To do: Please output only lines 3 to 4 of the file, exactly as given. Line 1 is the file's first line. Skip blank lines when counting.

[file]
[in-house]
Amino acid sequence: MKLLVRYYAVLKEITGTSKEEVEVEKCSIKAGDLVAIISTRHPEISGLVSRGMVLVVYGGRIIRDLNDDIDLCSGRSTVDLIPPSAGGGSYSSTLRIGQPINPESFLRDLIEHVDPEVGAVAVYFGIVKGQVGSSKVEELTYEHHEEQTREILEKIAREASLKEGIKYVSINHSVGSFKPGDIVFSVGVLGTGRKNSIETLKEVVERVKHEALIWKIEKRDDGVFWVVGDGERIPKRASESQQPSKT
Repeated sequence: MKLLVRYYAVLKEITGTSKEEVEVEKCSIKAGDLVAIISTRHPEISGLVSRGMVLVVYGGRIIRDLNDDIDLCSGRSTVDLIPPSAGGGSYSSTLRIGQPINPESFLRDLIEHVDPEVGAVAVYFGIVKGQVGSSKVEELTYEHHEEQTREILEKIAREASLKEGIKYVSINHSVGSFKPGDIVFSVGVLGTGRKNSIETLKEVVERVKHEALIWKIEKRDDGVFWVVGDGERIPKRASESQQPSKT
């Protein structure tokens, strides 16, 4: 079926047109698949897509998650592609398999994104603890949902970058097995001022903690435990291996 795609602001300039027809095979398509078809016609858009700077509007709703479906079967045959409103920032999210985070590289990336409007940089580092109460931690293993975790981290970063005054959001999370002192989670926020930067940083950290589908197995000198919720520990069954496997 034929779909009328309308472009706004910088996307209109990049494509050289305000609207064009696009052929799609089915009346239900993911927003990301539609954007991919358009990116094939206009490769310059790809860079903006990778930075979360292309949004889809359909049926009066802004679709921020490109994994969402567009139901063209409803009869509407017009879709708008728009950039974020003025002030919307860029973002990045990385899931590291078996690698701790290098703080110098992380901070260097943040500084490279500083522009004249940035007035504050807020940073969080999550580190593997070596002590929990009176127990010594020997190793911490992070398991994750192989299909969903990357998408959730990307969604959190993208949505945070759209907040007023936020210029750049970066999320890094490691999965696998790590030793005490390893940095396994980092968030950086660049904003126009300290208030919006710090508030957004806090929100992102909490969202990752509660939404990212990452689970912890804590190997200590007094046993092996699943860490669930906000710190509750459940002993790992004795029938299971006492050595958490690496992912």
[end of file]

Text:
Repeated sequence: MKLLVRYYAVLKEITGTSKEEVEVEKCSIKAGDLVAIISTRHPEISGLVSRGMVLVVYGGRIIRDLNDDIDLCSGRSTVDLIPPSAGGGSYSSTLRIGQPINPESFLRDLIEHVDPEVGAVAVYFGIVKGQVGSSKVEELTYEHHEEQTREILEKIAREASLKEGIKYVSINHSVGSFKPGDIVFSVGVLGTGRKNSIETLKEVVERVKHEALIWKIEKRDDGVFWVVGDGERIPKRASESQQPSKT
């Protein structure tokens, strides 16, 4: 079926047109698949897509998650592609398999994104603890949902970058097995001022903690435990291996 795609602001300039027809095979398509078809016609858009700077509007709703479906079967045959409103920032999210985070590289990336409007940089580092109460931690293993975790981290970063005054959001999370002192989670926020930067940083950290589908197995000198919720520990069954496997 034929779909009328309308472009706004910088996307209109990049494509050289305000609207064009696009052929799609089915009346239900993911927003990301539609954007991919358009990116094939206009490769310059790809860079903006990778930075979360292309949004889809359909049926009066802004679709921020490109994994969402567009139901063209409803009869509407017009879709708008728009950039974020003025002030919307860029973002990045990385899931590291078996690698701790290098703080110098992380901070260097943040500084490279500083522009004249940035007035504050807020940073969080999550580190593997070596002590929990009176127990010594020997190793911490992070398991994750192989299909969903990357998408959730990307969604959190993208949505945070759209907040007023936020210029750049970066999320890094490691999965696998790590030793005490390893940095396994980092968030950086660049904003126009300290208030919006710090508030957004806090929100992102909490969202990752509660939404990212990452689970912890804590190997200590007094046993092996699943860490669930906000710190509750459940002993790992004795029938299971006492050595958490690496992912």